polySpectra’s Unique 3D Printer Resin Chemistry
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polySpectra offers a unique 3D printer resin chemistry, unlike anything else we’ve seen.
Most 3D printer resins use similar acrylate chemistry to create the photopolymer effect, where UV light solidifies the liquid. This is unsurprising as there are actually only a few base manufacturers of photopolymer resin, and almost all resin products you see are made from their resins.
The problem is that acrylate chemistry usually results in brittle parts. This cuts off many potential applications for resin parts where the brittleness would be detrimental.
Some eight years ago the folks at polySpectra created a new chemistry based on cyclic olefins, which we were told, was “half accident, half invention”. They’ve now commercialized the product with their “COR” line of resins.
These resins offer a range of highly desirable properties for both the parts produced and operational aspects.
The parts are quite strong and are not brittle, unlike parts produced with almost all other resins. They even have developed a unique high temperature elastomer material using this chemistry.
I asked polySpectra representatives about the operational aspects of the resin and was surprised to find that handling it is very different from acrylate resins. For example, it is quite thin, “like water”. Because of this extremely low viscosity, there is no need for an IPA bath after printing. Instead, the resin just drips away automatically, and you can “blow off” any residue.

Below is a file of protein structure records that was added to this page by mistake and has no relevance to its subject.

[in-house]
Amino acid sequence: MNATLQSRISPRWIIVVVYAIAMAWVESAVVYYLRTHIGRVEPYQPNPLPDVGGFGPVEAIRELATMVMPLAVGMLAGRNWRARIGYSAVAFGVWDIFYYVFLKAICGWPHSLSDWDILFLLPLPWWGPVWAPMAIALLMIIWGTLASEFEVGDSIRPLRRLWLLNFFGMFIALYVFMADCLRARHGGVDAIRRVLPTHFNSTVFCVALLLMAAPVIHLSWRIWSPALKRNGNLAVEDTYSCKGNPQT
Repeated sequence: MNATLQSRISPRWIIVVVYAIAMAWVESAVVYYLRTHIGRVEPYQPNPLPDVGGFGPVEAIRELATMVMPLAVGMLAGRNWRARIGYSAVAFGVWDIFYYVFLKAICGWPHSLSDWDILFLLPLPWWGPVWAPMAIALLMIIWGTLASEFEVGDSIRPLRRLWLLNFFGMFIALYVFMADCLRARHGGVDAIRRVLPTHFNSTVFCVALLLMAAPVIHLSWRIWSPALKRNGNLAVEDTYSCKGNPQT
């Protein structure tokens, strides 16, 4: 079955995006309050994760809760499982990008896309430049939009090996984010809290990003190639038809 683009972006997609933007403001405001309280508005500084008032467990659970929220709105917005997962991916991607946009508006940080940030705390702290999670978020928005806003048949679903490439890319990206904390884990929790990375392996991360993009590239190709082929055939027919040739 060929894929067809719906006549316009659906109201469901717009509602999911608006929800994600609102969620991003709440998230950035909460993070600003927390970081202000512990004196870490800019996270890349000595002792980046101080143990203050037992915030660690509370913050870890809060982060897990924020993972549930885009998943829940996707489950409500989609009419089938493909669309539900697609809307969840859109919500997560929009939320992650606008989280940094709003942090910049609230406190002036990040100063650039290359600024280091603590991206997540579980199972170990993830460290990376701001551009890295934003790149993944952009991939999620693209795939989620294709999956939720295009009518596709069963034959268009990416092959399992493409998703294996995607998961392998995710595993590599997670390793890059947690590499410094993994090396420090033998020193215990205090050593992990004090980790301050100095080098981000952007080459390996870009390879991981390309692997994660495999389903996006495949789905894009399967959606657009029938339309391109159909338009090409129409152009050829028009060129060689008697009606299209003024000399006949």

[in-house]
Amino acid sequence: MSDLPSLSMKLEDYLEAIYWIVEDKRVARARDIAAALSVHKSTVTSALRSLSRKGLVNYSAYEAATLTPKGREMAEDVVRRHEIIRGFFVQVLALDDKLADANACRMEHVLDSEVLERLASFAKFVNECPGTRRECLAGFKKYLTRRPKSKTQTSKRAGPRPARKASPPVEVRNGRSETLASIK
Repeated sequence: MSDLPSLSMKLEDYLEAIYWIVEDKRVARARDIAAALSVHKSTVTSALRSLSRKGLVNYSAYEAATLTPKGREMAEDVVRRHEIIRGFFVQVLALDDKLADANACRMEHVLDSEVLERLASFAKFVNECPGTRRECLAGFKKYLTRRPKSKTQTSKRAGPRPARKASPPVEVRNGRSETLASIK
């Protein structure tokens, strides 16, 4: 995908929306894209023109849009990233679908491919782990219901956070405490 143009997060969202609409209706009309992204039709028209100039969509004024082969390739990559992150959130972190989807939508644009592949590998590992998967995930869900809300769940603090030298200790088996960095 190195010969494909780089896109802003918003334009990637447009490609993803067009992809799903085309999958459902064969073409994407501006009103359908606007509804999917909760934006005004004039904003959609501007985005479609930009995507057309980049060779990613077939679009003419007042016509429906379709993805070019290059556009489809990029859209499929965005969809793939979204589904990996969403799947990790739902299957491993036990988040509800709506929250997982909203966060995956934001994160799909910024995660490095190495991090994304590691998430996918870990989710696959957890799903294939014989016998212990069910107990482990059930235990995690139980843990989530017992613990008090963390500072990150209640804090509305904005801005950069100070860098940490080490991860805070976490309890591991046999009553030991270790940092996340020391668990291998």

While that makes the cleaning phase of post processing easier, there is a step that is more difficult. The printed parts are essentially “green”, and must undergo a thermal post-cure step. This is done in a normal microwave oven, using the company’s “waveCure” liquid solution. This material enables heat transfer into the part during microwave exposure, and is said to be 10X faster than simple oven curing.
The resulting parts are not only strong, but also biocompatible.
The company has been working with several companies to certify their resins and develop official print profiles. One they’ve fully validated so far is Asiga’s 385nm equipment. They apparently have also worked with other 385nm equipment manufacturers, and are “exploring 405nm systems”. Currently the company markets a series of 385nm resins on their webstore.
[UPDATE: The company just announced a partnership with Nexa3D to use their advanced resins in that company’s resin systems.]
All of this sounds almost too good to be true, and there has to be a catch. Well, it turns out there is a catch: the pricing. The COR resins are extremely expensive.
The pricing starts at US$299 per 500ml, and one liter bottles are priced at US$549. This is multiple times higher than many proprietary resins that are themselves considered expensive, and almost 20X more expensive than cheap consumer-grade resins.
At that price level there will be fewer customers, but perhaps that makes sense as polySpectra is still a small company with limited production. My hope is that they are able to change the financial equation in the future and open up this amazing material to many more 3D print operations.
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By Kerry Stevenson
Kerry Stevenson, aka "General Fabb" has written over 8,000 stories on 3D printing at Fabbaloo since he launched the venture in 2007, with an intention to promote and grow the incredible technology of 3D printing across the world. So far, it seems to be working!View all of Kerry Stevenson's posts.
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